UK is the first country to make this procedure legal and ever since it has approved laws centering this technique of involving the DNA of a third donor, scientists at Newcastle University in England have been trying to incorporate this procedure into their research on helping women with genetic disorders and medical conditions that can be passed on to her child.
Co-author of the study Prof. Doug Turnbull said, “This study using normal human eggs is a major advancement in our work towards preventing transmission of mitochondrial DNA disease.”
Going through with the natural process of the nuclear transfer to avoid the woman’s defective mitochondria, the study involved studying 500 eggs from 64 candidates.
The donor eggs underwent the procedure and were fertilized to form embryos. These embryos were not affected adversely in terms of growth and overall development and had a considerably negligible number of less than 2% of faulty mitochondria passed on to the child.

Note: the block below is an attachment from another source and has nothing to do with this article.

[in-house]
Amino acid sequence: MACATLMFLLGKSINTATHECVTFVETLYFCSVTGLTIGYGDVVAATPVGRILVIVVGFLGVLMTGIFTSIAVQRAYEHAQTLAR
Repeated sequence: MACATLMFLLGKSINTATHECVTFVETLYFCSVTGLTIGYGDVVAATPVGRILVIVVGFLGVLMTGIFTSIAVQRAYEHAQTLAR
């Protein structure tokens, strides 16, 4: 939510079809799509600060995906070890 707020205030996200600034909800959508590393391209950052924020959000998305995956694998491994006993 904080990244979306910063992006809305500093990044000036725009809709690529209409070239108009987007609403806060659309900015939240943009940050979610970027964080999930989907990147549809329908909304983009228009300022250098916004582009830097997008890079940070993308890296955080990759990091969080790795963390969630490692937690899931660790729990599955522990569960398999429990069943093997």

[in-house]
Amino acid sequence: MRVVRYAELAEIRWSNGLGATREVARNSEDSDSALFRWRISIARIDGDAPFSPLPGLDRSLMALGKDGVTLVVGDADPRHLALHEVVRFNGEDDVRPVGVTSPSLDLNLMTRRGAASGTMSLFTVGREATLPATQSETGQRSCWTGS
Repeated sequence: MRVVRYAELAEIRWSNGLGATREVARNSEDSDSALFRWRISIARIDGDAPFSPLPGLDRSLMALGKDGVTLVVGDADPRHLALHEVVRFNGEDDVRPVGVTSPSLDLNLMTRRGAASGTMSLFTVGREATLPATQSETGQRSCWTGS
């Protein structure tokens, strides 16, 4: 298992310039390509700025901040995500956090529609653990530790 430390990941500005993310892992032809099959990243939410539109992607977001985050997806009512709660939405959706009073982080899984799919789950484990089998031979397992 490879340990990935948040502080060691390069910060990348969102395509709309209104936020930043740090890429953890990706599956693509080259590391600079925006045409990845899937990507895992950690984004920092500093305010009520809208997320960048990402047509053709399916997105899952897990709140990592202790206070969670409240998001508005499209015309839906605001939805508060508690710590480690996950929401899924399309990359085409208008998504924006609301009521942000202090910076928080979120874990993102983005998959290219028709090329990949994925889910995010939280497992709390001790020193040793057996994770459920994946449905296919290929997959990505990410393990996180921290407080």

Although the risks regarding this technique are not completely identified yet, they are accepted as long as the genetic disorders can be avoided. The UK regulations state the need for complete disclosure when it comes to the side effects of the procedure to ensure that mitochondria donation is used in a structured environment and is carefully monitored for its risks and benefits.
Turnbull added, “Our studies on stem cells do express a cautionary note that it might not be 100% efficient in preventing transmission, but for many women who carry these mutations the risk is far less than conceiving naturally.”
Keeping aside the debatable aspects of this technique, it may not only help a large number of people conceive but also allows a woman suffering from genetic disorder to become a mother with her own genetic material.
Some doctors argue that the technique should not be used for regular infertility cases because fertility and disease prevention are morally very different, and there are concerns about the long-term effects of such technology.
However, given that IVF is only a 40-year-old industry, accepting or rejecting anything based on a few tests would be hasty. We encourage and support more research and development in the field to assist more couples in having babies that have healthy lives.